[ A] person's Fourth Amendment rights do not rise or fall with the Katz formulation. The Katz reasonable expectations test has been added to, not substituted for, the traditional property-based understanding of the Fourth Amendment, and so is unnecessary to consider when the government gains evidence by physically intruding on constitutionally protected areas. Thus, we need not decide whether the officers' investigation of Jardines' home violated his expectation of privacy under Katz. One virtue of the Fourth Amendment's property-rights baseline is that it keeps easy cases easy. That the officers learned what they learned only by physically intruding on Jardines' property to gather evidence is enough to establish that a search occurred.

Id. at 1415, 1417 (internal citations and quotation marks omitted). Under Jardines, a Fourth Amendment violation occurs if the police enter a constitutionally protected area, over which the defendant enjoys property rights, for the purpose of conducting a search, and if this showing is made, the defendant need not additionally demonstrate a reasonable expectation of privacy in the area.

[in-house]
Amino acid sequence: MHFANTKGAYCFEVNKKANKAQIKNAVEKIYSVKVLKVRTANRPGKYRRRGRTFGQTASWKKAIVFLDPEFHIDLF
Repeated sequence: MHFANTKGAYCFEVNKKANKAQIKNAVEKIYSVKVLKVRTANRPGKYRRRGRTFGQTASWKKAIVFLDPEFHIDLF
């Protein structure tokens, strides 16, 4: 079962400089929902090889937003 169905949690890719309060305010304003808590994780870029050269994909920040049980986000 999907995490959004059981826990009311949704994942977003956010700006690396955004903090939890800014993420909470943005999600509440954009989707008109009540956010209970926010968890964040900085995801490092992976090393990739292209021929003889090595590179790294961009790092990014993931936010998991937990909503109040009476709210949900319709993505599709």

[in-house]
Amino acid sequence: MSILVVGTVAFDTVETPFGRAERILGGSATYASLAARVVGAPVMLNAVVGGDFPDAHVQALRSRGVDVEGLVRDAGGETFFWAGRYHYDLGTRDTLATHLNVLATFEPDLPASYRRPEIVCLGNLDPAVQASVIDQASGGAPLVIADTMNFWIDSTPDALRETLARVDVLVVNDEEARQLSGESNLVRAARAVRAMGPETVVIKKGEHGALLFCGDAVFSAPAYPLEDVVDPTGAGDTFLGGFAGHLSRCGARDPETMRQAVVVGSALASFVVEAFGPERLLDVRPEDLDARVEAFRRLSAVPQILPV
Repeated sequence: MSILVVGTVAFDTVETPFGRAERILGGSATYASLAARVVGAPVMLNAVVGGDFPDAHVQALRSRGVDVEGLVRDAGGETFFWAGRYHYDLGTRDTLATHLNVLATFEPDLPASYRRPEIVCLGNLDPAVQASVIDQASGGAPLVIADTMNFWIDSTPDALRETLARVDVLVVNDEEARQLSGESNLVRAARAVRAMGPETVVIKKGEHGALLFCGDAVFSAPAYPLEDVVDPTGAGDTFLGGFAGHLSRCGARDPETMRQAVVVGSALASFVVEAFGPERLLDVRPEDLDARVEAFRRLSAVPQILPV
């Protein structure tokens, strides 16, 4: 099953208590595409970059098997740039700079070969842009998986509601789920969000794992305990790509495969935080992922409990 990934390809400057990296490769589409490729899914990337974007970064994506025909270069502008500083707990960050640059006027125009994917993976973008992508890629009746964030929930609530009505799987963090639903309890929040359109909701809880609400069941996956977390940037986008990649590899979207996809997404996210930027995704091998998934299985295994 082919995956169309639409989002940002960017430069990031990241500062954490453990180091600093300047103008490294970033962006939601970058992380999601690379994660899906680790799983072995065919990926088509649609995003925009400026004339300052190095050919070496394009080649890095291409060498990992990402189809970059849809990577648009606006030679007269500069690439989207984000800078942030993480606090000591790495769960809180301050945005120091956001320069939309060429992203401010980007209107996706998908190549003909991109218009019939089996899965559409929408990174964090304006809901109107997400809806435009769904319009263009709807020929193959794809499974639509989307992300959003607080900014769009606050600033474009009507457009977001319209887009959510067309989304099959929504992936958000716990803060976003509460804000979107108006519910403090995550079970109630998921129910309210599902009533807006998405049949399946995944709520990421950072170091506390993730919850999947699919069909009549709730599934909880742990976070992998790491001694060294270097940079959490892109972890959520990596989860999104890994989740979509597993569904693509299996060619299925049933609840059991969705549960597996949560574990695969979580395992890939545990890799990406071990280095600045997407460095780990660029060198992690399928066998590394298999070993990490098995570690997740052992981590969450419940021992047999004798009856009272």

[¶19] The Eighth Circuit Court of Appeals has discussed Jardines, but it has not directly applied its principles as the searches at issue were conducted before Jardines was decided in March 2013. See United States v. Givens, 763 F.3d 987, 992 (8th Cir. 2014) (apartment door drug dog sniff); United States v. Davis, 760 F.3d 901, 905 (8th Cir. 2014) (apartment door drug dog sniff). Other courts have reached different conclusions when interpreting and analyzing Jardines. See State v. Dumstrey, 2015 WI App. 5, 359 Wis.2d 624, 859 N.W.2d 138, 146 (Wis. Ct. App. 2014) (shared parking garage was not curtilage); State v. Kono, No. CR12026461, 2014 WL 7462049, *5 (Conn. S.Ct. Nov. 18, 2014) (drug dog sniff of common hallway of condominium unit was a search); United States v. Penaloza-Romero, No. 13-36, 2013 WL 5472283, *7-9 (D. Minn. Sept. 30, 2013) (apartment common hallway was not curtilage).